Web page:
They seem to share with wild turkeys the propensity to walk unless forced to fly. I find that endearing for some reason.

Keep your eyes peeled for the quail, particularly when you enter the trail system at the Fourth Street trailhead. I’m fairly certain you will spot them.

 

 

 

Walk Sonoma History Through Sonoma Mountain Cemetery

DIA DE LOS MUERTOS—DAY OF THE DEAD

WALK SONOMA HISTORY THROUGH SONOMA MOUNTAIN CEMETERY 

Saturday November 4

Two Opportunities: 9:30 am OR 1:00 pm

The Sonoma Overlook Trail Stewards invite you to take a lively, informative walk through our historic cemetery with amateur historian Fred Allebach.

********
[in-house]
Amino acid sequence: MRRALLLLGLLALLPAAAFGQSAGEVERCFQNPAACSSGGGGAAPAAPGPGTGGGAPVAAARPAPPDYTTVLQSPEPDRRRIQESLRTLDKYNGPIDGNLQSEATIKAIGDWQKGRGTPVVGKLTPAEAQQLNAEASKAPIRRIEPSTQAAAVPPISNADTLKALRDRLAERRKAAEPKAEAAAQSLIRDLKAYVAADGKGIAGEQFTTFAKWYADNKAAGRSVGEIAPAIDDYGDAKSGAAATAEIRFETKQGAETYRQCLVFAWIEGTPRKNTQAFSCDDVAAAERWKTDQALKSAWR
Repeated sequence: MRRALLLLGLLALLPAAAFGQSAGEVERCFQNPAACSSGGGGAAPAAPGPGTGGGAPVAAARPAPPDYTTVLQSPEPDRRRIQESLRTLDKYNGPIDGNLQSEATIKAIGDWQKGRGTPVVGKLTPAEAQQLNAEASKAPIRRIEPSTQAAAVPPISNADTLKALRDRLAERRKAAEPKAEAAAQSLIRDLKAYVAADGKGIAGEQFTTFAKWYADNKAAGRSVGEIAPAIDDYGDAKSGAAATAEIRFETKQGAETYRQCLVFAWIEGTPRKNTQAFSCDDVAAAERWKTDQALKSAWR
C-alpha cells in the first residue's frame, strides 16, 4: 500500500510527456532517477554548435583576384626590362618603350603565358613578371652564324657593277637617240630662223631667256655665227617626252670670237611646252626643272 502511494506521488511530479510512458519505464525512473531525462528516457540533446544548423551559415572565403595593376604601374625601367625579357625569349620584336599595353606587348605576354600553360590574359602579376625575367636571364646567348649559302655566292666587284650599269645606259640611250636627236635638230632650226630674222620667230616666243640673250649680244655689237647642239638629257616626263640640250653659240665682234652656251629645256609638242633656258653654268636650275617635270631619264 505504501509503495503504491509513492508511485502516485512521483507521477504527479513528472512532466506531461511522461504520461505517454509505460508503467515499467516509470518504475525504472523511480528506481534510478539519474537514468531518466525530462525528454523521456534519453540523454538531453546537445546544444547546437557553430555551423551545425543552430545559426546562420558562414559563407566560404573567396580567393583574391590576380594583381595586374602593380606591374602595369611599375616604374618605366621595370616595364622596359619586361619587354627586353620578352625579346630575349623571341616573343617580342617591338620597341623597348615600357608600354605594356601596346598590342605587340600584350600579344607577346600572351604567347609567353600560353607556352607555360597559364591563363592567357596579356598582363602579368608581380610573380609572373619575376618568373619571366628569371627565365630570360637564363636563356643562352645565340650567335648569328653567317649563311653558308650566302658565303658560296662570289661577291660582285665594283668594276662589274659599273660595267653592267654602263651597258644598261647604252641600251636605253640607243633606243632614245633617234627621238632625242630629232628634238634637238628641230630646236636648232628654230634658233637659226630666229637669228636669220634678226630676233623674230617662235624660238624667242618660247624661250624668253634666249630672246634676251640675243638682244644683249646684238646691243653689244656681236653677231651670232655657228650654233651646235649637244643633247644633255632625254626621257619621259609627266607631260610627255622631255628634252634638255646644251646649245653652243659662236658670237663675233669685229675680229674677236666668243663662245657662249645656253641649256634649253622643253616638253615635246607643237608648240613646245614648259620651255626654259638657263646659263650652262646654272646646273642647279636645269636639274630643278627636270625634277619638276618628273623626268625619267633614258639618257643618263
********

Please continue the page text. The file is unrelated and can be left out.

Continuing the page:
Meet cowboys and Indians, ranchers and real estate tycoons, farmers and farriers, carpenters and stone masons, quarrymen, grocers, butchers, bakers, maybe a candlestick maker, and many more!

This fundraising event is limited to 20 participants. Your $35 donation includes the walking tour and small bites. . . complete with googly eyes.

All proceeds go to the Sonoma Overlook Trail Maintenance and Education programs. The Trail is solely supported by private donations. To reserve your spot, email Hope Nisson hopedn@sbcglobal.net. Indicate time preference.

Being Thankful for the Trails

An adult wild turkey in the Red Quarry, blissfully oblivious of what most people in the US are doing today.

An adult wild turkey in the Red Quarry, blissfully oblivious of what most people in the US are doing today.